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June 16, 2013

Movie Review: A Labor Of Love (1975)

Directed by Robert Flaxman and Daniel Goldman

Movie Review by Greg Goodsell

The independently produced film “The Last Affair”, a serious drama to be shot in the Chicago area in the winter of 1975, 1976 or thereabouts was suddenly confronted with a daunting stipulation on the part of the producers. Twenty to 60 percent of the project would now have to have hardcore sex inserts in order to recoup investment. The cast and crew, while adopting the “show must go on” attitude are quick to learn -- that while held in low esteem, pornography should never be attempted by the inexperienced. The expected painfully funny scenes begin to unspool before the documentarian’s cameras.

A Labor of Love is a cruelly hilarious experience that unintentionally adds credibility to hardcore porno filmmakers … not everyone can simply switch on a camera and expect the performers to reenact sex acts, film it all and come up with an erotic scene. Both the crew – who use a handheld 16 mm camera that sounds like a lawnmower going over gravel – and the actors, who have their expected limitations, stumble around and try to make an ostensible “art film” with pound cake action.

The plot of “The Last Affair” seems ill advised to begin with. Our heroine discovers that she is unable to conceive, and as a result goes to a brothel catering to female clients and male prostitutes, “in order to find a father for her children,” smarmy director Henri Charr, ne Charbakshi says. Huh? Did we miss something here?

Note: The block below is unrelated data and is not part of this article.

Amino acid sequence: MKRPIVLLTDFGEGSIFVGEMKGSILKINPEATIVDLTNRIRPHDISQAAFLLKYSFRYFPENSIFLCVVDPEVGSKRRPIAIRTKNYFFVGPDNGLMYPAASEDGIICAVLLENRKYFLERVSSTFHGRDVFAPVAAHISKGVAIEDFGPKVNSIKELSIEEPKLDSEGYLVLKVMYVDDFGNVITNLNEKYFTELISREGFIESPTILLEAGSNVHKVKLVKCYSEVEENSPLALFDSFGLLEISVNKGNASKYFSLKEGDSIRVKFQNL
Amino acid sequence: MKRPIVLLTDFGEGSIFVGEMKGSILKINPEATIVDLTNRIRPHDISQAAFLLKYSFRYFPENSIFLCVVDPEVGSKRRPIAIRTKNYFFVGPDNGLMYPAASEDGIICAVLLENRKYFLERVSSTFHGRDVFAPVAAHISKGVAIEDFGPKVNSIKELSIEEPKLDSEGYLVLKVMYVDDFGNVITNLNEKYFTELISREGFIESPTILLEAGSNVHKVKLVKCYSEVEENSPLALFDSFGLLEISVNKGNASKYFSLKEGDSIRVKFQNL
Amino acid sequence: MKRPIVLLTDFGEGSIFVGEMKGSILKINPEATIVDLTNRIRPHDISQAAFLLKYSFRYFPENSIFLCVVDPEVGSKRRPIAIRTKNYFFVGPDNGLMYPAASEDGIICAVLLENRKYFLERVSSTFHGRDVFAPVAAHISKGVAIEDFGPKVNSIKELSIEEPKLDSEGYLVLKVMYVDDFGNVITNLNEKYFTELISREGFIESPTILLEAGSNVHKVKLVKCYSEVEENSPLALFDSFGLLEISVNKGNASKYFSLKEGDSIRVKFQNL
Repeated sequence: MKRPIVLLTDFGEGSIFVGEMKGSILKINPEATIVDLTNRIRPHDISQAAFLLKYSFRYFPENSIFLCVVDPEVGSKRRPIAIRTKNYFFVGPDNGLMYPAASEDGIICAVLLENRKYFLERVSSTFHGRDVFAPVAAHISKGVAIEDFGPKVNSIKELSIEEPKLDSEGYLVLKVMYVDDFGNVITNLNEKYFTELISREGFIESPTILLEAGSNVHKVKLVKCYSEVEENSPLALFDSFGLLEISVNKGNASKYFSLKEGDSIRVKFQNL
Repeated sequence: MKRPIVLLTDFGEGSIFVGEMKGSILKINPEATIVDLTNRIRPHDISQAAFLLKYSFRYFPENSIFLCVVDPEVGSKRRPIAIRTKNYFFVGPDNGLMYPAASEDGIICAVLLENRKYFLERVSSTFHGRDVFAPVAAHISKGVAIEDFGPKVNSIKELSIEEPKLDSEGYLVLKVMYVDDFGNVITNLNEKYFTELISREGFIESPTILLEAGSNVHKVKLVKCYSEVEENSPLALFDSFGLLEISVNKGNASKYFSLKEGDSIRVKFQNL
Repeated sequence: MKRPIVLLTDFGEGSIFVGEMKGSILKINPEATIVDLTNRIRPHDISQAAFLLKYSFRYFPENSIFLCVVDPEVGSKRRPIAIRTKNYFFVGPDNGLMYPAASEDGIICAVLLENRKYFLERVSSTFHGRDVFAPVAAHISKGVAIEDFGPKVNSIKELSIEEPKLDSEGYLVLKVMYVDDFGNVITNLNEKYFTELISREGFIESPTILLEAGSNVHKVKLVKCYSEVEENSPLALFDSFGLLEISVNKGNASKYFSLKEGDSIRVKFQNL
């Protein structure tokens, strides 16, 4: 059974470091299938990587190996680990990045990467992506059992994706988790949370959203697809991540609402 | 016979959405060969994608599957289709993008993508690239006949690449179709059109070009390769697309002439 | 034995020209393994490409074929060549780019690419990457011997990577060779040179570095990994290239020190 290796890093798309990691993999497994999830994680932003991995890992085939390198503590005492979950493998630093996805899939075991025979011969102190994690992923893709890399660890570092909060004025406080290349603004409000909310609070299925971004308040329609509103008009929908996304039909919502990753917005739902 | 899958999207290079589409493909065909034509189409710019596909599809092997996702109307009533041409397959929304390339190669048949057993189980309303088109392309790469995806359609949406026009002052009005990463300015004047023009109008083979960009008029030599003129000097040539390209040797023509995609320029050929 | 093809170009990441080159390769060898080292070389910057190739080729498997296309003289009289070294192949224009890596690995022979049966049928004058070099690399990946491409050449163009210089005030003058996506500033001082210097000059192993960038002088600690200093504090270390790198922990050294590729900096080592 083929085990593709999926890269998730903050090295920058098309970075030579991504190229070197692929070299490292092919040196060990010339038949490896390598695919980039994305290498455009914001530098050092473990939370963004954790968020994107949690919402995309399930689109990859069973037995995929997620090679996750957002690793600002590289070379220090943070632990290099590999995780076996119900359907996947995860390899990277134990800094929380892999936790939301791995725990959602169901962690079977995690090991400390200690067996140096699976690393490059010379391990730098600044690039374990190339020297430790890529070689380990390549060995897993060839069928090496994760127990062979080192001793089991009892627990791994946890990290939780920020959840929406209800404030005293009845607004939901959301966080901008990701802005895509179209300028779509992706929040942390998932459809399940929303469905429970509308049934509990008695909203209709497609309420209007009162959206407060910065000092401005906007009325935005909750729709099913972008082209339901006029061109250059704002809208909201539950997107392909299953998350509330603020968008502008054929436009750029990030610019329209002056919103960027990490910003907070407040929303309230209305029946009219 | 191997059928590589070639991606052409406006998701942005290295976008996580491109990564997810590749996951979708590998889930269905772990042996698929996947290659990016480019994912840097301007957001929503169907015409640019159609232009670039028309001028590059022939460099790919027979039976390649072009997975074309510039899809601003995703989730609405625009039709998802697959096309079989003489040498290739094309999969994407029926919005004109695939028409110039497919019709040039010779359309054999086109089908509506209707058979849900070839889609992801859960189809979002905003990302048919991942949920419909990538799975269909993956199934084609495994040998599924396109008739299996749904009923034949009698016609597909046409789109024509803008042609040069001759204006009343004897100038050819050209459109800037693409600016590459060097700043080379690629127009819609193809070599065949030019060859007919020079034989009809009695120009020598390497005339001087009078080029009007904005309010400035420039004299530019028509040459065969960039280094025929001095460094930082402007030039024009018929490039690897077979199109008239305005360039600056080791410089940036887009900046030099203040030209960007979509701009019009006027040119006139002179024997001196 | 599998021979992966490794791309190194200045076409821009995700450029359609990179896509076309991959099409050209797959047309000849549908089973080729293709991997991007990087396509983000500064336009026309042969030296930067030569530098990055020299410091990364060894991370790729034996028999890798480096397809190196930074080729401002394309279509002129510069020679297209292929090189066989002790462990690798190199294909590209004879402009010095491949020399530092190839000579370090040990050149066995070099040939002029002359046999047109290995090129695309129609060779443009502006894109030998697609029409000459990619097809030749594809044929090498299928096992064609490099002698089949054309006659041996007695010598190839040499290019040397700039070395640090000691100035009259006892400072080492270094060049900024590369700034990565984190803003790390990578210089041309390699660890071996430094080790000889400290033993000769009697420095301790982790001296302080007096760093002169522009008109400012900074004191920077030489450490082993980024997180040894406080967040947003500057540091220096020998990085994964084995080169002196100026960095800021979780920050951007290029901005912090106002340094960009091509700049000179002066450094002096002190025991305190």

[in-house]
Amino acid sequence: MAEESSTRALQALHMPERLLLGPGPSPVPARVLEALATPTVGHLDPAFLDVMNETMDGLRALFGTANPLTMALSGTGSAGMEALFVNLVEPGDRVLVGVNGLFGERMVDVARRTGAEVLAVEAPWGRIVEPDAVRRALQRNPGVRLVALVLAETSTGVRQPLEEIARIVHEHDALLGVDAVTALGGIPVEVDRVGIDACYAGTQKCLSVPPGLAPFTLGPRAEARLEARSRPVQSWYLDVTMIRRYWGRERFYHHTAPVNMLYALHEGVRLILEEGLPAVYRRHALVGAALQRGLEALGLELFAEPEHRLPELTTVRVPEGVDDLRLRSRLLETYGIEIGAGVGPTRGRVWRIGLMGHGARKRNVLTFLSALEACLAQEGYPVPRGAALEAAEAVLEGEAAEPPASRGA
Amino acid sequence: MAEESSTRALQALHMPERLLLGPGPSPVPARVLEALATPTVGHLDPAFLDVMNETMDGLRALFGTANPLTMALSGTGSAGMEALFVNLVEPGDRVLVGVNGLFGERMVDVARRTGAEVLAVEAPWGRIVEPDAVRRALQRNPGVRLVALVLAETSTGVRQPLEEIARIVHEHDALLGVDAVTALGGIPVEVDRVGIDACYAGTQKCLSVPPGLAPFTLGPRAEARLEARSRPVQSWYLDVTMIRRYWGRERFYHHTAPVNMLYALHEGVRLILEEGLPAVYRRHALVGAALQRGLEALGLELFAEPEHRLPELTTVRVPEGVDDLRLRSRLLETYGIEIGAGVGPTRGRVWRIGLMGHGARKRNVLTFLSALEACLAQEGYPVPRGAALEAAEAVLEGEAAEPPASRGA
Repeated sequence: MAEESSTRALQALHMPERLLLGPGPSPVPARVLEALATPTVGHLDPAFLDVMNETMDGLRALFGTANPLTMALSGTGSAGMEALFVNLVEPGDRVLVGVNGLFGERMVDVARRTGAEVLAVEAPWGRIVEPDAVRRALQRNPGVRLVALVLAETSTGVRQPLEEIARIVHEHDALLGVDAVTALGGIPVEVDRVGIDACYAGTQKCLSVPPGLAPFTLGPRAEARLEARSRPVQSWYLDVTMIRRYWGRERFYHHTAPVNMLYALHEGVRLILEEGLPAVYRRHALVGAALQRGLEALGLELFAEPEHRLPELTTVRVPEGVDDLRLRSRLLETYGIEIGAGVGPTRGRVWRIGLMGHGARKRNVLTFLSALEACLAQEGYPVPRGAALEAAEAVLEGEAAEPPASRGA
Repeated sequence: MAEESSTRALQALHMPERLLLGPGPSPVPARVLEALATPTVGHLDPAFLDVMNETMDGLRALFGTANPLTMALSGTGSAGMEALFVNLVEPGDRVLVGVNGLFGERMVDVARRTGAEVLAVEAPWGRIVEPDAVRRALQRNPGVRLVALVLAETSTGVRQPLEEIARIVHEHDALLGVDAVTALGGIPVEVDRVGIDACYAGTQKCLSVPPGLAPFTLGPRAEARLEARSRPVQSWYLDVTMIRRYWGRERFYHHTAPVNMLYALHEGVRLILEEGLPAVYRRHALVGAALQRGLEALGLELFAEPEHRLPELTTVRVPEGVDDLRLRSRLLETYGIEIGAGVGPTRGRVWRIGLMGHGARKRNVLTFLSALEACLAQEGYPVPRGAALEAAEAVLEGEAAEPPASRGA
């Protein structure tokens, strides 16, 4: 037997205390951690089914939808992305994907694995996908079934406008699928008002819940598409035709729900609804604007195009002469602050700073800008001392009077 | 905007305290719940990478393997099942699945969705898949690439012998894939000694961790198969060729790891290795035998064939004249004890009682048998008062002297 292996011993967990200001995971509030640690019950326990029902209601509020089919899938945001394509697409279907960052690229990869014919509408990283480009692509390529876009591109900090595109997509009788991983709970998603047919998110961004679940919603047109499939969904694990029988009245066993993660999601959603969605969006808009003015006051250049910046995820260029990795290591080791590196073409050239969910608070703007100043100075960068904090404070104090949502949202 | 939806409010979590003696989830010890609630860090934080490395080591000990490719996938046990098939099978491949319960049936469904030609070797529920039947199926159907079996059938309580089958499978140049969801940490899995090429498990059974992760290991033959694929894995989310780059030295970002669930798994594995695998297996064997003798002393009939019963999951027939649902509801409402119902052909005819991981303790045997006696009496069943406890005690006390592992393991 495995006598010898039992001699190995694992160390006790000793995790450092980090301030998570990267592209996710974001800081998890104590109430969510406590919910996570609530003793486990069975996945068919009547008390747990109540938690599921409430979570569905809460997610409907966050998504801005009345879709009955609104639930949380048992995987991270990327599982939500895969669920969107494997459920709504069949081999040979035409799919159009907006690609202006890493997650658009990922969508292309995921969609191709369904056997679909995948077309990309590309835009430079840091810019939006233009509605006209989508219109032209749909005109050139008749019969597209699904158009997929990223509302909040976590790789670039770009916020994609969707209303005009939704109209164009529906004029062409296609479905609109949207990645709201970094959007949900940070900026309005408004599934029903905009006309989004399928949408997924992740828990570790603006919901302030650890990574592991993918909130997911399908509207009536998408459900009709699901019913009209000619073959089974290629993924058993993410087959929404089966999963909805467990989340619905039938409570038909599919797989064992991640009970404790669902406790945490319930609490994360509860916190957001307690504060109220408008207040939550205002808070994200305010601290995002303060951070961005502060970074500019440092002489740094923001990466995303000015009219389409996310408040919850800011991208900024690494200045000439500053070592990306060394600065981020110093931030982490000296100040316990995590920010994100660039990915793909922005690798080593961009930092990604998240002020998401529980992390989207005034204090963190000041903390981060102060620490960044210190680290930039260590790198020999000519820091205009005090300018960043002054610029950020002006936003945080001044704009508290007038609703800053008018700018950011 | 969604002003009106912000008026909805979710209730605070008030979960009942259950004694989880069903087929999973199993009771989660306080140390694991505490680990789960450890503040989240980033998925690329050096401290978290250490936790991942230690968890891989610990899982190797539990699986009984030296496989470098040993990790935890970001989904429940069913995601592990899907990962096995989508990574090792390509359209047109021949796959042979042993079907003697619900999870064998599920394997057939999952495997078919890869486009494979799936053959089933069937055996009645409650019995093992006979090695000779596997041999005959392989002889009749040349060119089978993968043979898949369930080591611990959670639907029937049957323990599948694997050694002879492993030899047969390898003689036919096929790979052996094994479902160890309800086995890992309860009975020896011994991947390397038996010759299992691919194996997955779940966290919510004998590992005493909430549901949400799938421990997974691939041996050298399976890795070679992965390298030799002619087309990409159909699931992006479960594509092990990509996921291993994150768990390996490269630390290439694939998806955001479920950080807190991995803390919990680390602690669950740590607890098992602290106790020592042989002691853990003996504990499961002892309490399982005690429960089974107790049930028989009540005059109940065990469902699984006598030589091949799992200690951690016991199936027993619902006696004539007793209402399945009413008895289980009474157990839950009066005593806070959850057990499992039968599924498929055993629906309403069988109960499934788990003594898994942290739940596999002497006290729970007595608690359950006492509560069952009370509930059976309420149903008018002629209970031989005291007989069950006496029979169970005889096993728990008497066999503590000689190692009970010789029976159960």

Everything that can go wrong does. The macho, bearded leading man (“Sex is a very important part of my life …”) has performance issues. There's also the elderly actor who's playing a father figure in an incest fantasy scene who ad libs some rather disgusting dialogue.

And then there is director Henri the director, who calls to mind both Sascha Cohen Baron’s Borat and Andy Kaufman’s Latka, doused with buckets greasy self-confidence. In a telling moment, he tells the documentarians about how he felt inspired to make the film over his fascination with the street prostitutes he would see in his native Iran. Suave yet clueless, the viewer has little confidence that “The Last Affair” will get completed, or Henri and his crew will go on to further film work, but hold that thought --

Vinegar Syndrome resurrects A Labor of Love on the digital format. Thought long lost, the film was rediscovered in Chicago and made the rounds on the repertory theater circuit. In the disc’s chief extras, Cinefamily’s /Silent Movie Theater’s Hadrian Belove interviews director Flaxman for a good half hour, and many fascinating details emerge. Flaxman admits to working on fellow Chicagoan filmmaker Herschel Gordon Lewis’ Suburban Roulette, and the many behind-the-scenes stories his humble crew faced. While A Labor of Love is very funny and well worth anyone’s time and money, one detail has been left out of the mix. Director Henri Charr went on to a long and quasi-successful film career afterwards!

Charr has one notable horror genre credit, Please Don’t Eat the Babies (1983), which was long available on the gray market circuit. An interminable mess, Babies is about a cannibalistic older couple who uses their grandson to lure vacationers to their island hideout. The most memorable scene in Babies has store-bought toy puppets standing in for insect monsters attacking a yacht’s crew members. Babies was eventually edited down and sold on DVD as Island Fury. Charr would soldier on to make various straight-to-home-entertainment movies such as My Uncle the Alien (1996) and Forbidden Border (2009). His most recent film, Stepping High was released this year! Why no sit-down chat with this misunderstood genius?

The DVD from Vinegar Syndrome also includes this film’s trailer. Overall, the DVD is a fascinating and hilarious look at the filmmaking process – a TRUE “labor of love.”

Screen-caps for A Labor of Love courtesy of Rock! Shock! Pop!

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